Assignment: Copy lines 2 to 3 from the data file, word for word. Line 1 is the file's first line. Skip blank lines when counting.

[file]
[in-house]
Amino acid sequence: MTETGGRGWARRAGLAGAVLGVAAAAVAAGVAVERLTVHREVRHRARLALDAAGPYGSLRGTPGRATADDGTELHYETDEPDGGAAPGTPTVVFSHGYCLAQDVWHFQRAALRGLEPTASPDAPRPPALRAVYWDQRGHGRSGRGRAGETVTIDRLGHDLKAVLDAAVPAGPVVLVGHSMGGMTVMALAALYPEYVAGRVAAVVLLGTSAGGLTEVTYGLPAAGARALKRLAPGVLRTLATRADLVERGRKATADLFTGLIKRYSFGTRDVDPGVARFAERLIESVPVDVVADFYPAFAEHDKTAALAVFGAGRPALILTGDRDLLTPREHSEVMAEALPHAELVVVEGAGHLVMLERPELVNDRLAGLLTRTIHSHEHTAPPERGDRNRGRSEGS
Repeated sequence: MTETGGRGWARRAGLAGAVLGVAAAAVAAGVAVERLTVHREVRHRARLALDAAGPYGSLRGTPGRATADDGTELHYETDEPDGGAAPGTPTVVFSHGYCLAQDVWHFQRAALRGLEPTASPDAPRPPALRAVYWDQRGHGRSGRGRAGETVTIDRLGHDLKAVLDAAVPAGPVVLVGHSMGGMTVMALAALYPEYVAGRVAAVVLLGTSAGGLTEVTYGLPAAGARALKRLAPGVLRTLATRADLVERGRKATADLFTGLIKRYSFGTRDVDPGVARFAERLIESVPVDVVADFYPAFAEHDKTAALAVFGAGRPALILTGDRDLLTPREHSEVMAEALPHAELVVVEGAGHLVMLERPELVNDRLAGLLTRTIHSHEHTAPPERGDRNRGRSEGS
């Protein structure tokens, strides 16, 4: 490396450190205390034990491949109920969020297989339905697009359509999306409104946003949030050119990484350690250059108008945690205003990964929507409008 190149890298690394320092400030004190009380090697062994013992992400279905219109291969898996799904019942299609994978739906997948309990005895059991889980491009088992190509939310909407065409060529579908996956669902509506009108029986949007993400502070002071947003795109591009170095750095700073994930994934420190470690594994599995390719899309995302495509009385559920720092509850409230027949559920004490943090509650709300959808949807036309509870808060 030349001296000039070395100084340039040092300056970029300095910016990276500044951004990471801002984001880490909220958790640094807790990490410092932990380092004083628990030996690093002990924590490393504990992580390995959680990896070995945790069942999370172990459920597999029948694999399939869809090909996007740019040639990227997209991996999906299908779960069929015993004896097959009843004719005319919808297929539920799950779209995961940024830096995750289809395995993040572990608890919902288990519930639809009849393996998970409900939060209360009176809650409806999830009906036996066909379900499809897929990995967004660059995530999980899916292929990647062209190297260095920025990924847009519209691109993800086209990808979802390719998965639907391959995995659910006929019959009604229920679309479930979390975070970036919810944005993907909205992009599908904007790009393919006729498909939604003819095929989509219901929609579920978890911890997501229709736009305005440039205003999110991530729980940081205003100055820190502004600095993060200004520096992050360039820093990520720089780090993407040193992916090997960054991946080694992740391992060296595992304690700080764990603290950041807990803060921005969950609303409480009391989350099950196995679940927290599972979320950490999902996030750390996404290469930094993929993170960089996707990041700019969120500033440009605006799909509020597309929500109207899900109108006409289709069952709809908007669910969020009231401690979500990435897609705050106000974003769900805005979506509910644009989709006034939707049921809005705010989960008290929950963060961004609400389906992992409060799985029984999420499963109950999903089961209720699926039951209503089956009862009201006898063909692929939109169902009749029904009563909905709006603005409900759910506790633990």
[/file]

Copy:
Amino acid sequence: MTETGGRGWARRAGLAGAVLGVAAAAVAAGVAVERLTVHREVRHRARLALDAAGPYGSLRGTPGRATADDGTELHYETDEPDGGAAPGTPTVVFSHGYCLAQDVWHFQRAALRGLEPTASPDAPRPPALRAVYWDQRGHGRSGRGRAGETVTIDRLGHDLKAVLDAAVPAGPVVLVGHSMGGMTVMALAALYPEYVAGRVAAVVLLGTSAGGLTEVTYGLPAAGARALKRLAPGVLRTLATRADLVERGRKATADLFTGLIKRYSFGTRDVDPGVARFAERLIESVPVDVVADFYPAFAEHDKTAALAVFGAGRPALILTGDRDLLTPREHSEVMAEALPHAELVVVEGAGHLVMLERPELVNDRLAGLLTRTIHSHEHTAPPERGDRNRGRSEGS
Repeated sequence: MTETGGRGWARRAGLAGAVLGVAAAAVAAGVAVERLTVHREVRHRARLALDAAGPYGSLRGTPGRATADDGTELHYETDEPDGGAAPGTPTVVFSHGYCLAQDVWHFQRAALRGLEPTASPDAPRPPALRAVYWDQRGHGRSGRGRAGETVTIDRLGHDLKAVLDAAVPAGPVVLVGHSMGGMTVMALAALYPEYVAGRVAAVVLLGTSAGGLTEVTYGLPAAGARALKRLAPGVLRTLATRADLVERGRKATADLFTGLIKRYSFGTRDVDPGVARFAERLIESVPVDVVADFYPAFAEHDKTAALAVFGAGRPALILTGDRDLLTPREHSEVMAEALPHAELVVVEGAGHLVMLERPELVNDRLAGLLTRTIHSHEHTAPPERGDRNRGRSEGS